Human trafficking has long-lasting implications for the well-being of trafficked people, families, and affected communities. Prevention and intervention efforts, however, have been stymied by a lack of information on the scale and scope of the problem. Because trafficked people are mostly hidden from view, traditional methods of establishing prevalence can be prohibitively expensive in the recruitment, participation, and retention of survey participants. Also, trafficked people are not randomly distributed in the general population. Researchers have therefore begun to apply methods previously used in public health research and other fields on hard-to-reach populations to measure the prevalence of human trafficking. In this topical review, we examine how these prevalence methods used for hard-to-reach populations can be used to measure the prevalence of human trafficking. These methods include network-based approaches, such as respondent-driven sampling and the network scale-up method, and venue-based methods. Respondent-driven sampling is useful, for example, when little information about the trafficked population has been produced and when an adequate sampling frame does not exist. The network scale-up method is unique in that it does not target the hidden population directly. The implications of our work internationally include the need for documenting and validating the various prevalence estimation methods in the United States in a more robust way than was done in existing efforts. In providing this roadmap for estimating the prevalence of human trafficking, our overarching goal is to promote the equitable treatment and overall well-being of the socially disadvantaged populations who disproportionately experience human trafficking.
Schroeder, E., Edgemon, T. G., Aletraris, L., Kagotho, N., Clay-Warner, J., & Okech, D. (2022). A Review of Prevalence Estimation Methods for Human Trafficking Populations. Public Health Reports, 137(1_suppl), 46S-52S. https://doi.org/10.1177/00333549211044010
Survey of Youth Currently and Formerly in Foster Care at Risk for Human Trafficking: Findings Report
Paul Geiger, Natasha Aranguren & Melissa Dolan
In recent years, federal lawmakers have highlighted the importance of a comprehensive systems-level response to human trafficking with child welfare as a key player. In particular, several federal policies have defined the child welfare system’s role in identifying and responding to human trafficking involving children and youth. To be effective, the child welfare system must better understand the scope, risks, and context of human trafficking among youth in their care. Although prior research has established the association of human trafficking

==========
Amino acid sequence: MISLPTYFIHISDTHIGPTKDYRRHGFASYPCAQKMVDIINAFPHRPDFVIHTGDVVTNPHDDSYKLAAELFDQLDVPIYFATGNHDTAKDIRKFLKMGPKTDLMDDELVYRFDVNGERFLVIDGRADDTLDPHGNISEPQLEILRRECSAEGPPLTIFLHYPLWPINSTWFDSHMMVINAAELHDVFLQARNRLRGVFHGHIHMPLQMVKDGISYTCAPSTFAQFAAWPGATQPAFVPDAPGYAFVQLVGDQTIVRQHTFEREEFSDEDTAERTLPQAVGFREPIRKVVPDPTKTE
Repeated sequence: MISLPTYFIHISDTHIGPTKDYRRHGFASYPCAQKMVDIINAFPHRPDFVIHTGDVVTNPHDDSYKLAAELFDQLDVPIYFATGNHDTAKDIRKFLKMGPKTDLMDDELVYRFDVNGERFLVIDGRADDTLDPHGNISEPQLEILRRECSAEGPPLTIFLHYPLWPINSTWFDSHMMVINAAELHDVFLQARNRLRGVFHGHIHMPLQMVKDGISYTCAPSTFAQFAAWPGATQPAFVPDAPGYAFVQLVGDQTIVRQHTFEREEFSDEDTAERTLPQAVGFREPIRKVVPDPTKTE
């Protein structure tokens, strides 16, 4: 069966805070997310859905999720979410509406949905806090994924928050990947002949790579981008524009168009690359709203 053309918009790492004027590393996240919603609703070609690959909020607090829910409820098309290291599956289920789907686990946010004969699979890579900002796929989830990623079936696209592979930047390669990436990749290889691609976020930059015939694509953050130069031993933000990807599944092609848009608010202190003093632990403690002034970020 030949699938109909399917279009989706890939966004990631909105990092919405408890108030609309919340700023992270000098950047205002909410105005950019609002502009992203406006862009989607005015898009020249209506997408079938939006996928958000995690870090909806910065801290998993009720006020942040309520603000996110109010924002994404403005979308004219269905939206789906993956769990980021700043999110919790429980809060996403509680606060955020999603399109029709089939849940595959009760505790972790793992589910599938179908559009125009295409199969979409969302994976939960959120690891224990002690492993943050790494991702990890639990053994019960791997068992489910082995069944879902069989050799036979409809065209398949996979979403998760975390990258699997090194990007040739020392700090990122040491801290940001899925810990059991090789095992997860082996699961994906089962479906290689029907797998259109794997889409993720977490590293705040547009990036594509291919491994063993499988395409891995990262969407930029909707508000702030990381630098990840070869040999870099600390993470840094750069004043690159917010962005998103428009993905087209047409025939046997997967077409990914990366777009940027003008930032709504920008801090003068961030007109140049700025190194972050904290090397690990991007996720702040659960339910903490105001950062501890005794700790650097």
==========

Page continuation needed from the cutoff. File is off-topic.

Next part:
with child maltreatment and foster care, little is known about what differentiates youth currently and formerly in foster care who experience human trafficking and the context surrounding those experiences. In an effort to fill these knowledge gaps, the Survey of Youth Transitioning from Foster Care (SYTFC) collected information from youth currently and formerly in foster care in two states who were at risk for human trafficking experiences based on their demographic characteristics, maltreatment allegations, and removal and placement history. When possible, youth self-report of trafficking experiences was combined with trafficking allegations in the in the child welfare administrative data provided by states to support a comprehensive accounting of potential trafficking experiences.
Dolan, M. M., Latzman, N. E., Kluckman, M. K., Tueller, S. J., & Geiger, P.J. (2022). Survey of youth currently and formerly in foster care at risk for human trafficking: Findings report. OPRE Report 2022-73. Washington, DC: Office of Planning, Research, and Evaluation, Administration for Children and Families, U.S. Department of Health and Human Services.
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Commercial Sexual Exploitation During Adolescence: A US-Based National Study of Adolescent to Adult Health
Elizabeth S. Barnert, MD, MPH, MS, Eraka Bath, MD, Nia Heard-Garris, MD, MSc, Joyce Lee, BS, Alma Guerrero, MD, MPH, Christopher Biely, MS, Nicholas Jackson, PhD, MPH, Paul J. Chung, MD, MS & Rebecca Dudovitz, MD, MSHS
Objectives: National data on the health of children and adolescents exposed to commercial sexual exploitation (CSE) are lacking, during both adolescence and adulthood. Using nationally representative data, we examined the health of male and female adolescents in grades 7-12 who experienced CSE exposure and subsequent adult health outcomes and access to health care.
Methods: Our retrospective cohort study used data from Waves I-IV of the National Longitudinal Study of Adolescent to Adult Health (1994-2008) to characterize relationships between CSE exposure before or during adolescence and health during adolescence and adulthood. The analytic sample included 10 918 adult participants aged 24-34 in Wave IV. We performed bivariate analyses, stratified by sex, to quantify the relationship between CSE exposure before or during adolescence and adolescent and adult health outcomes.
Barnert, E. S., Bath, E., Heard-Garris, N., Lee, J., Guerrero, A., Biely, C., Jackson, N., Chung, P. J., & Dudovitz, R. (2022). Commercial Sexual Exploitation During Adolescence: A US-Based National Study of Adolescent to Adult Health. Public Health Reports, 137(1_suppl), 53S-62S. https://doi.org/10.1177/00333549211054082